• Each well site will need a 911 address and access information (gate and lock locations plus access) to ensure that emergency response units can access the site. As will be discussed in the section to follow, the driveway permit process at the town level can be integrated with 911 addressing provided by the Sullivan County Division of Planning. As will be discussed in the next section, the driveway permit forms will need to be revised to require a site plan showing the drilling site and driveway access, as well as photos of the site before construction, after a well is installed and after any subsequent change (e.g., when a well is capped or abandoned) requiring a change in or addition to the NYS DEC permit).
  • Interface with NY Alert to inform Sullivan County residents of a chemical spill or gas fire.
  • Communicate with the public about the importance of registering on-line with NY-Alert to secure receipt of notifications of emergencies.
  • Transportation of waste water/or fracing fluid should be reviewed with emergency response agencies by each operator of a drill site.
  • Emergency management personnel should have access to, or know, the contents of the fracing fluids, to know how to treat injuries and protect the health of emergency personnel and medical staff.
  • For the purposes of health treatment by EMS units and hospital ER’s, the exact contents of the fluid should be on record so that proper treatment is made available.
  • Municipal emergency management staffs need to interact with DEC Region 3 Office and the Mineral Division of the DEC to understand the use of blow out preventers during drilling operations to understand how to control unexpected flows of gas which could result in fires. Along with the DEC, municipal emergency management staff should witness a blow out preventer test prior to drilling.
  • Local emergency management personnel should understand the gas flaring procedure and the layout of flow lines. As for pipeline transport of product through the existing natural gas line or new lines as built, we already have emergency reporting information and training as to how to response to a natural gas line break. This information is updated yearly by the Columbia Gas Transmission Company with their contractor for safety:Paradigm Liaison Services, Wichita, KS.

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*Here’s a  NY Times reference to  what we subsequently learned was  an acetaldehyde spill behind the Callicoon Hospital  in 1987:

DERAILMENT IN UPSTATE NEW YORK CALLICOON, N.Y., Jan. 4 (AP) -Twenty-seven cars of a Conrail freight train derailed in a wooded area near the Delaware River this evening, discharging a hazardous chemical from one car and forcing the evacuation of several homes and a small hospital, state police officials said.

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Resources you might find helpful as you fill out the County’s  Hazard Mitigation Questionnaire:

Environmental  Protection Agency’s Emergency Planning and  Community-Right-To-Know Act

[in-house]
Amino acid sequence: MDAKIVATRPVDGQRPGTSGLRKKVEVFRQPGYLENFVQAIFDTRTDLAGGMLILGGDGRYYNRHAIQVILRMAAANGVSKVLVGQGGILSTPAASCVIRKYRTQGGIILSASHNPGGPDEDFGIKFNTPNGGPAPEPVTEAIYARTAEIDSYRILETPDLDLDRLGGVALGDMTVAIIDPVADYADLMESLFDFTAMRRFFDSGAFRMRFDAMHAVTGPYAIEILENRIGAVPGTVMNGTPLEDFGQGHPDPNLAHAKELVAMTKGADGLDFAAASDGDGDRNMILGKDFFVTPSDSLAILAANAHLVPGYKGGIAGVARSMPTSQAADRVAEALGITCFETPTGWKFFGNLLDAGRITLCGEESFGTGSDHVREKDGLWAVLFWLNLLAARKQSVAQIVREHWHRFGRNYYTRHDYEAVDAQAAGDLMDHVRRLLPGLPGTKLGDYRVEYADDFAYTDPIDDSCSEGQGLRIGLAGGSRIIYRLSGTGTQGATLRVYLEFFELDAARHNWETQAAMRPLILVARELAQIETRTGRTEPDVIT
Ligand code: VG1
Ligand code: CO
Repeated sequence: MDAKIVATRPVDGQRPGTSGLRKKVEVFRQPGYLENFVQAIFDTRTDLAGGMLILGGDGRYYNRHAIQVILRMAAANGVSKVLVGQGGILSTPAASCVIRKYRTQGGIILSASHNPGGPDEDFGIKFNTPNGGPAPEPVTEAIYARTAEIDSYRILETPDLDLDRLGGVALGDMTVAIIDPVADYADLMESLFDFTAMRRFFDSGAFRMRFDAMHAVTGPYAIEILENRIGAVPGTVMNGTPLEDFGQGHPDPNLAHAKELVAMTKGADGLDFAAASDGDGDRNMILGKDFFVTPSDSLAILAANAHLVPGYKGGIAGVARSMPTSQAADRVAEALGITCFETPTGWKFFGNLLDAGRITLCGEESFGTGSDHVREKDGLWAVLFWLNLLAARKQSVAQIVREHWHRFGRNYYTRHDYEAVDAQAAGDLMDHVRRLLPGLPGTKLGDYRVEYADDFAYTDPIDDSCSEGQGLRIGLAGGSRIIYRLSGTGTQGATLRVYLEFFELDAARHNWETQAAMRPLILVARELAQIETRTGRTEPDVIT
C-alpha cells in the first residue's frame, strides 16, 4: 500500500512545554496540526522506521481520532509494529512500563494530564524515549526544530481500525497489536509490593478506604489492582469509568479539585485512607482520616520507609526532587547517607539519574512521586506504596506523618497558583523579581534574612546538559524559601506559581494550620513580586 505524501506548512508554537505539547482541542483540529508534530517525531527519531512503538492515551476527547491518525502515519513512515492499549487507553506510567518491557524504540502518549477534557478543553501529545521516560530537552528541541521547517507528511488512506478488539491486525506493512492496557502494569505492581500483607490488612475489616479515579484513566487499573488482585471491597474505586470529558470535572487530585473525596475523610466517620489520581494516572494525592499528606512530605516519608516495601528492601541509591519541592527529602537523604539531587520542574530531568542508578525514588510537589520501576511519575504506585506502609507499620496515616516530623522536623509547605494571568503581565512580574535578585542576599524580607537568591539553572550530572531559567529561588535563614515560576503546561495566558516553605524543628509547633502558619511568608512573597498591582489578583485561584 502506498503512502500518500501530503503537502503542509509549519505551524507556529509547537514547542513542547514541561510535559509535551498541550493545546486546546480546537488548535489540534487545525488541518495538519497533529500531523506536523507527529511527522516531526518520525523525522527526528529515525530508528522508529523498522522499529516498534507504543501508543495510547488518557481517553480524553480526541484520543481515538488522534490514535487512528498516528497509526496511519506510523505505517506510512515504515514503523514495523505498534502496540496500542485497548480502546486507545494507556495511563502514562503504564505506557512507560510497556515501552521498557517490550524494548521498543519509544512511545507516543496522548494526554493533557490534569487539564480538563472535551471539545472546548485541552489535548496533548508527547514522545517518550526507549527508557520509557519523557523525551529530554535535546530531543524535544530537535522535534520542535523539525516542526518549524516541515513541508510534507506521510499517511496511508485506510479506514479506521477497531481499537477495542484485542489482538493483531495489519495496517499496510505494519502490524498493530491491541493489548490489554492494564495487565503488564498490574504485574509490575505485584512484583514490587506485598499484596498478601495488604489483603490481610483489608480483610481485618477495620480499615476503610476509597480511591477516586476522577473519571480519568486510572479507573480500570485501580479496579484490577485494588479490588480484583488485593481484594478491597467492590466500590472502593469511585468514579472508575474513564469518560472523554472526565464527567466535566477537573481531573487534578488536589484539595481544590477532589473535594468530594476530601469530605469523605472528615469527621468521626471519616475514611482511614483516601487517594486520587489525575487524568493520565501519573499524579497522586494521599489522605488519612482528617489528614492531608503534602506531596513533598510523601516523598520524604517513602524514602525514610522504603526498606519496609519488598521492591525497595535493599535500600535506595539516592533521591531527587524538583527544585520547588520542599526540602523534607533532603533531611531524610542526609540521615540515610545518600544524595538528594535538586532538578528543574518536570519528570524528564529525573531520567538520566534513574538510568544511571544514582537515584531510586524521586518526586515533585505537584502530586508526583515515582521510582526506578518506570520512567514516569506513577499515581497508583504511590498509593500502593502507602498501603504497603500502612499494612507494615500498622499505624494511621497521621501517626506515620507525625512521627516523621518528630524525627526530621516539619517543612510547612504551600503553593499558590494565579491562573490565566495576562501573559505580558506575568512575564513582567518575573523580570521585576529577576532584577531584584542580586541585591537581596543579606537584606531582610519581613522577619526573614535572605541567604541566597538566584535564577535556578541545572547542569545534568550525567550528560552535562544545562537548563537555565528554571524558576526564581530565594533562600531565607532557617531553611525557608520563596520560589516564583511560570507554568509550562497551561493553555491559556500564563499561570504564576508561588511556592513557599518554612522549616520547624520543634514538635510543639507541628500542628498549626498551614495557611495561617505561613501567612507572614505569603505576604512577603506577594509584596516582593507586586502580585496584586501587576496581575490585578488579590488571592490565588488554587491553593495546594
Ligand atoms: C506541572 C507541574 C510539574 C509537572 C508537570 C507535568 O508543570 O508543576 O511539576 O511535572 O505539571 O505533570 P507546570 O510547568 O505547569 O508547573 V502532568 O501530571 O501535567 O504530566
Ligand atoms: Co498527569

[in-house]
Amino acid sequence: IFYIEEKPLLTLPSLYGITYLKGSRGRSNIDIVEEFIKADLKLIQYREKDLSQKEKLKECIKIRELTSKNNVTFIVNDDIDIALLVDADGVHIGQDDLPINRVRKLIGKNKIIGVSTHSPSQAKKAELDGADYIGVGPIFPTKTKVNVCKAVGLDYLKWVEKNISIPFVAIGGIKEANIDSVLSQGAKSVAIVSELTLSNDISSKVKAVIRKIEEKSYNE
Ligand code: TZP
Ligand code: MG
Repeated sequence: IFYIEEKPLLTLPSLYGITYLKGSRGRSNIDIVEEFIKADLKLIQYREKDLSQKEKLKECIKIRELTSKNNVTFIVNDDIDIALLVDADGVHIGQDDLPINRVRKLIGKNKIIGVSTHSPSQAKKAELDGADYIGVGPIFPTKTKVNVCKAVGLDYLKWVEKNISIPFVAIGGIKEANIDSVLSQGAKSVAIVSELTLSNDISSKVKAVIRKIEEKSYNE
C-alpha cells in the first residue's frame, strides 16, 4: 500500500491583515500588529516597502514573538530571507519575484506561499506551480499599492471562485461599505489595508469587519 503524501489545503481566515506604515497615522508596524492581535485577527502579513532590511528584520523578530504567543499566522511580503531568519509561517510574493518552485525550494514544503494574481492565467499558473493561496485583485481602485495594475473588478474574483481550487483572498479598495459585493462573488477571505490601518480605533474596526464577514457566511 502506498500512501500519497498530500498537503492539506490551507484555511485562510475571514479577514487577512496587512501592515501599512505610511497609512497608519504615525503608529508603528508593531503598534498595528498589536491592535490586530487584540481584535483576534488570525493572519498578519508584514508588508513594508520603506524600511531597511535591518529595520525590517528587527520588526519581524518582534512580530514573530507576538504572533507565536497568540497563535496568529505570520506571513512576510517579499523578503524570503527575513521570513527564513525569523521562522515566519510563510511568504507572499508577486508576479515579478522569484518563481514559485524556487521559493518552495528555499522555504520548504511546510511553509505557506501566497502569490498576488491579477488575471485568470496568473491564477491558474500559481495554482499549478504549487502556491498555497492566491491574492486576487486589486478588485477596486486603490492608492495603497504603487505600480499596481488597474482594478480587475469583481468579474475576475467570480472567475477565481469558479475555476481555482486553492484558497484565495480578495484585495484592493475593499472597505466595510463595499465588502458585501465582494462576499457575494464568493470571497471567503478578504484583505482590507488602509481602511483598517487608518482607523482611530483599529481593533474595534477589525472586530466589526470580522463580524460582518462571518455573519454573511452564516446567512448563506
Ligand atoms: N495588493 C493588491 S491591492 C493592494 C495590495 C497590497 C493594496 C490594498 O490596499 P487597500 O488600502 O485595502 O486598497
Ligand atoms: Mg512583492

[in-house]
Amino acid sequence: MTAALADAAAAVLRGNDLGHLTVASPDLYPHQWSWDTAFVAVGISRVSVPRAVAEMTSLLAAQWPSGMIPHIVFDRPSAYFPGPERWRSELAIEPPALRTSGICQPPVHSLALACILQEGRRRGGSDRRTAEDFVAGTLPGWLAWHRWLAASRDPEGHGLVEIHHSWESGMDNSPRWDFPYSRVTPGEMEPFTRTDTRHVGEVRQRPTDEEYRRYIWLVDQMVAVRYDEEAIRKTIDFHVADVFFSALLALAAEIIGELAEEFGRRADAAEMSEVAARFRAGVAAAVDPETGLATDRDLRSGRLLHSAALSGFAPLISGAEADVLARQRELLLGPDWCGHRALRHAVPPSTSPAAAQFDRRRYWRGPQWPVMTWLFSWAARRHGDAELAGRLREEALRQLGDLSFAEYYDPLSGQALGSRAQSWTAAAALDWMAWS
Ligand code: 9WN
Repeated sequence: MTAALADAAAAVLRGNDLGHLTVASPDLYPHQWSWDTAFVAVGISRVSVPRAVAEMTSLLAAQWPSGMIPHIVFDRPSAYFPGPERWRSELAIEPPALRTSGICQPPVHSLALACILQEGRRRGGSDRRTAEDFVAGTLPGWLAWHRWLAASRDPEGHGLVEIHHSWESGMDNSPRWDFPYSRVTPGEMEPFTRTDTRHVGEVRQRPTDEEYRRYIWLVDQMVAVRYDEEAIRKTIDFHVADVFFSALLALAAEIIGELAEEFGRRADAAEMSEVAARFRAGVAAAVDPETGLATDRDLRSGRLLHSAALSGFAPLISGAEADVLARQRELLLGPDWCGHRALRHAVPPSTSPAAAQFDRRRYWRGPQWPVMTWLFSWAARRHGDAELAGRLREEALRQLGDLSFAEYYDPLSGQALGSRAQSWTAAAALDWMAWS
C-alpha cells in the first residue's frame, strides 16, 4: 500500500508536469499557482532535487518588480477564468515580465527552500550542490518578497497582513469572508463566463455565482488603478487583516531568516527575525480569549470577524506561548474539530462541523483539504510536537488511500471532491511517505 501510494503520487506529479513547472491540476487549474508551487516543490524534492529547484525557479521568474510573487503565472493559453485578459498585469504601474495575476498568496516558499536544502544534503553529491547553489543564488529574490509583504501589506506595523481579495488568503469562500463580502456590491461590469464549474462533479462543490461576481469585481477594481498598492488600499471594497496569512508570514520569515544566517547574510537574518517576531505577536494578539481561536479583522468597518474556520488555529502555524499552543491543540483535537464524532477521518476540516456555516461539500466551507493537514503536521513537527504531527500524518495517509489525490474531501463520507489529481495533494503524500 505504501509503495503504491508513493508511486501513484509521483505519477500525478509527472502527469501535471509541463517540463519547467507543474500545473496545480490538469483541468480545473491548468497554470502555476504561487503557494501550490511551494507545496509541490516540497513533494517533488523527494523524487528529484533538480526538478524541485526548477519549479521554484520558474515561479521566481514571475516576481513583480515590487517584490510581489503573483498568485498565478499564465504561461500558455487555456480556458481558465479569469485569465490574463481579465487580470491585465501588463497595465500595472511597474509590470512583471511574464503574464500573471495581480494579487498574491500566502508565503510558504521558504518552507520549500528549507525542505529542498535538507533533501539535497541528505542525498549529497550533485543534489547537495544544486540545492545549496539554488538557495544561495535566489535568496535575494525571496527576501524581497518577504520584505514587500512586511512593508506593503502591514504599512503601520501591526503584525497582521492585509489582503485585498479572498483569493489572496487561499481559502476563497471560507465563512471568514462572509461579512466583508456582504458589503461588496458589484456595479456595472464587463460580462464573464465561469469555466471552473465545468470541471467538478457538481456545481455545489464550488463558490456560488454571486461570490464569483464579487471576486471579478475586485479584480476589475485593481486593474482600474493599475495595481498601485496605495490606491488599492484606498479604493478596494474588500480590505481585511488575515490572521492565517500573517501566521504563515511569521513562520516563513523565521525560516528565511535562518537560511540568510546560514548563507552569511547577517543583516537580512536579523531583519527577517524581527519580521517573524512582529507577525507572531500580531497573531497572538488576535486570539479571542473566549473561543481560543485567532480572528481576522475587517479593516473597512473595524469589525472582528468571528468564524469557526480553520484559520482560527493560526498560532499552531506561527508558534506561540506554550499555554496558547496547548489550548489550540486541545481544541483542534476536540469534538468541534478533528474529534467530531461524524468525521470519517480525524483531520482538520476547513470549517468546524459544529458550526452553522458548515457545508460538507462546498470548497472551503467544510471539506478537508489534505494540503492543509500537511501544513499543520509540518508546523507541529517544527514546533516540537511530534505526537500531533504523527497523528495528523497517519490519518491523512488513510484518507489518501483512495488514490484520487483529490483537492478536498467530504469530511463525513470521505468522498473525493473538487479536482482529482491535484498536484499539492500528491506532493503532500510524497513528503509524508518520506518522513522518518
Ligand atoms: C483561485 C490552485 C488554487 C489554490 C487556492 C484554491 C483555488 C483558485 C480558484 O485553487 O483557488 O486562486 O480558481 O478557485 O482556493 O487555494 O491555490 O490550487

Environmental Protection Agency’s  Compliance Assistance Notebooks:  Oil and Gas Extraction Industry

Callicoon-On-The-Delaware: One Morning


I grew up playing baseball, growing veggies with my grandmother  and riding horses  in Madison, Ohio.  It’s   a small village in the northeast corner of the state  that sits  five  miles from the shores of Lake Erie.  When I was in school, the Cuyahoga River caught fire  regularly  and  “Help me!  I’m dying,” was scrawled in graffiti letters on the side of a Lake Erie  pier.   Anyone who lived along its banks already knew the lake was in jeopardy.   The miles of fish carcasses strewn along the shore were clue enough.

Today, I live in a lovely, well-worn  home overlooking the banks of the Delaware River in the Hamlet of Callicoon, NY.  Whether I drink my morning coffee on my front  porch or at a bedroom window,  the gleam of the river is the first thing I see each day.

I’ve stood on the bridge that connects Pennslvania to New York and watched vacation trailers float  beneath me in a torrent of brown flood.  I’ve watched ice floes pile and pile so high  that I’ve never doubted our  tenancy  rests  in Nature’s hands.

But for  more than the River, I came home to Callicoon for the people and early morning walks down Main Street.

This morning’s first  stop was  The Delaware Valley Free Library,  built in 1913.   As I approached the door with my ever-late book returns,  Bernie, a friend from “the PA side,”  poked his head out  saying,  “Got a minute?  We have to talk.”  His dark  hair hangs well below his stocking cap  and his salt and pepper beard reminds me of my old hippie days.  He’s wandered through the Far East and Buddhist Temples and now, he works as hard as anyone I know to preserve and protect the river and its hamlets.   He wants to be sure we’re  ready for  this Saturday’s  forum on  Gas Drilling and Public Health that we’re helping to coordinate.  It will be held in  Callicoon’s  Delaware Youth Center this coming Saturday.

At the back of the Library is a public room with murder mysteries and computers where locals chat  as often as they read.  As we finalize our last minute plans for the forum,  the owner of Callicoon Van & Taxi Service wanders in with a big “Mornin’, all!”  and settles at one of the internet terminals.  A half hour or so later,  as I pay my fines and check out a selection of  Martha Grimes and Louise Penny mysteries,  an elder whose head almost reaches my shoulder breathes toward my ear,  “Oooo.  Martha Grimes!”   “Yup,”  I nod.  “Richard Jury’s  my one true love,”  and the conversation’s  off  and running until I remember I’ve got three  more stops at least.  She pats the cover of  a book  I’ve just returned.  “The winter’s too long these days,” she sighs, “and I need all the books I can get.”